When I look back at how I first approached blogging, there are few similarities to how my blogging program operates today.


I used to think blogging was an add-on. I didn’t realise that it can be seamlessly integrated into the classroom literacy program. I used to feel guilty about taking time away from my reading and writing curriculum. It was a light bulb moment for me when I realised that blogging is literacy; and an authentic and important style of literacy too. Now a day without blogging as part of my literacy block would be hard to imagine.

I used to think it was about the posts. Back in 2008, I had students writing posts from day one. There was no education or standard. Few comments were written and those we did receive were often limited to “I like your blog!!!” or “Our class is cool!!!”. The students’ writing just wasn’t developing. Working with teachers such as Linda Yollis made me realise the comments are the place to start. This is where everyone can get involved, collaborate, learn and practise their skills.



From the beginning of each school year, I now put the emphasis on writing quality comments. This requires explicit teaching, modelling, practice and feedback. I write the posts until the students develop the skills they need to write an effective post. From there the students can earn their own blog. It is a sequential process which has led to incredible gains in the students’ literacy skills, confidence and 21st century proficiencies.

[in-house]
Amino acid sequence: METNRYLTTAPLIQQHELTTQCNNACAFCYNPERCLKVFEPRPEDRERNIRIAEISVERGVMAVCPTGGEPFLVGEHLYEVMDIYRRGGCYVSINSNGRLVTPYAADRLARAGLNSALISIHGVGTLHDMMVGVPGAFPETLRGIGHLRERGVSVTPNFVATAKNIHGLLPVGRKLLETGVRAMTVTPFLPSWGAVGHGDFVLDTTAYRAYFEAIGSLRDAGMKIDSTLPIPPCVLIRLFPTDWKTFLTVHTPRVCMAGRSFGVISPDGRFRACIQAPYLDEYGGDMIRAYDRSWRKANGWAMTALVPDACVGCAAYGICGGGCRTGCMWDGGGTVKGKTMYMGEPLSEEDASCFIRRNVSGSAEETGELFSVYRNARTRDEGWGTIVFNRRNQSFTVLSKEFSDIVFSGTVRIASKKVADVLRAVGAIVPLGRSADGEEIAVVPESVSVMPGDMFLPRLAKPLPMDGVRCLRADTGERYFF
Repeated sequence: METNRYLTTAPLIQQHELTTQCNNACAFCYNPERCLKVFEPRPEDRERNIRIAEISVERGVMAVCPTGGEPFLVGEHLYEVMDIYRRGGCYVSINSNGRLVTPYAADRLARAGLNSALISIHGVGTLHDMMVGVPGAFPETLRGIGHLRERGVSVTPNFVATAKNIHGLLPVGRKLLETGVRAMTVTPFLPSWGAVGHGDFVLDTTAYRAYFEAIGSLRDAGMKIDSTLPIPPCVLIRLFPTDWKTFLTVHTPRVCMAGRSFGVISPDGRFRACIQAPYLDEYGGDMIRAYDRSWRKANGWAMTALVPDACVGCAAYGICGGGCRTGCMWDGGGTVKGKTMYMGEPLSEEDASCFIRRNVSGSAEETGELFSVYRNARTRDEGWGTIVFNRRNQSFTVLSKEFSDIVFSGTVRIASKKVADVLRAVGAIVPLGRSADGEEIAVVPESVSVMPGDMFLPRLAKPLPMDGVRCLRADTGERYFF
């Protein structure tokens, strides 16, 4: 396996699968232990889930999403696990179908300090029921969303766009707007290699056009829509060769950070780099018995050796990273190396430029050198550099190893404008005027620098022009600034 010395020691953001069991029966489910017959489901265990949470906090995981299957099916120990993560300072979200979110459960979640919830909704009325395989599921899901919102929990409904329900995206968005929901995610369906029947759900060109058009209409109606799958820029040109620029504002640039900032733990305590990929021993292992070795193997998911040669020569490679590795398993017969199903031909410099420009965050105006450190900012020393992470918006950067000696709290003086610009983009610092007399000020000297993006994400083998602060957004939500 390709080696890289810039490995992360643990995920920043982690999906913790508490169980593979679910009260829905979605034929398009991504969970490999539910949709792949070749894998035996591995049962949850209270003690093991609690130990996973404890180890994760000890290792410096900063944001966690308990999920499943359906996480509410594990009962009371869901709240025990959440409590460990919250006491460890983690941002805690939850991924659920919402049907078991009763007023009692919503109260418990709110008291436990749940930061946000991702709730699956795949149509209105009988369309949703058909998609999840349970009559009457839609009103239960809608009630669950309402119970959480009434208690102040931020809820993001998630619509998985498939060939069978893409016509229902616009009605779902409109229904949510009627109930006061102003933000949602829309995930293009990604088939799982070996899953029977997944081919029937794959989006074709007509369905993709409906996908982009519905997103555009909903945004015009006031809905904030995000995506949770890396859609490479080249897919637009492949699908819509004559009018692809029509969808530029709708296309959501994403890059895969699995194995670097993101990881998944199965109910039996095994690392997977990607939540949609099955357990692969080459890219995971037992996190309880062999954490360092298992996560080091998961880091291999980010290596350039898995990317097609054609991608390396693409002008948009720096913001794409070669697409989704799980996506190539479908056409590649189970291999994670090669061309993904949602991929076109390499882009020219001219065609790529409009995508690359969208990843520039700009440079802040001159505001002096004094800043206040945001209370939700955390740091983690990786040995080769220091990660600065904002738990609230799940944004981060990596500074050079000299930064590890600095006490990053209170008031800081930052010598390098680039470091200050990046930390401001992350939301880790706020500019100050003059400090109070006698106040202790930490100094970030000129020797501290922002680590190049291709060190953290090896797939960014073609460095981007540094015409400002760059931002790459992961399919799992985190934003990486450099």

I used to think participation would just....happen. Unlike traditional websites, the dynamic nature of blogs means people can be having conversations, interacting and learning from each other every day. My blog used to be a fairly dead space. It received a handful of daily visits and maybe one comment per post at best.

Over time I realised that participation cannot be left to chance. If you want parents to get involved you need to educate and encourage them. Parent handouts, videos, e-newsletters, Family Blogging Afternoons, posts for parents and Family Blogging Month competitions have all led to greater family involvement in our blog. Most teachers are well aware of the link between parent participation in schooling and improved student outcomes. Blogs provide a bridge between home and school, however, many families need to be shown the way … just like the students.

I used to think our class blog was just for our class. Little did I realise that an important aspect of blogging is getting involved in the online community. When I first began, I didn’t know any other blogging classes. Now we connect with blogging classes from all corners of the globe on a daily basis.

Blogging partnerships have allowed my students to learn about geography, cultures, time zones, seasons, language, internet safety and more in an authentic way. Global collaboration has led my students to learn alongside their peers and achieve amazing outcomes such as raising $20,000 for a Ugandan school. Our classroom program is much richer because of our blogging buddies.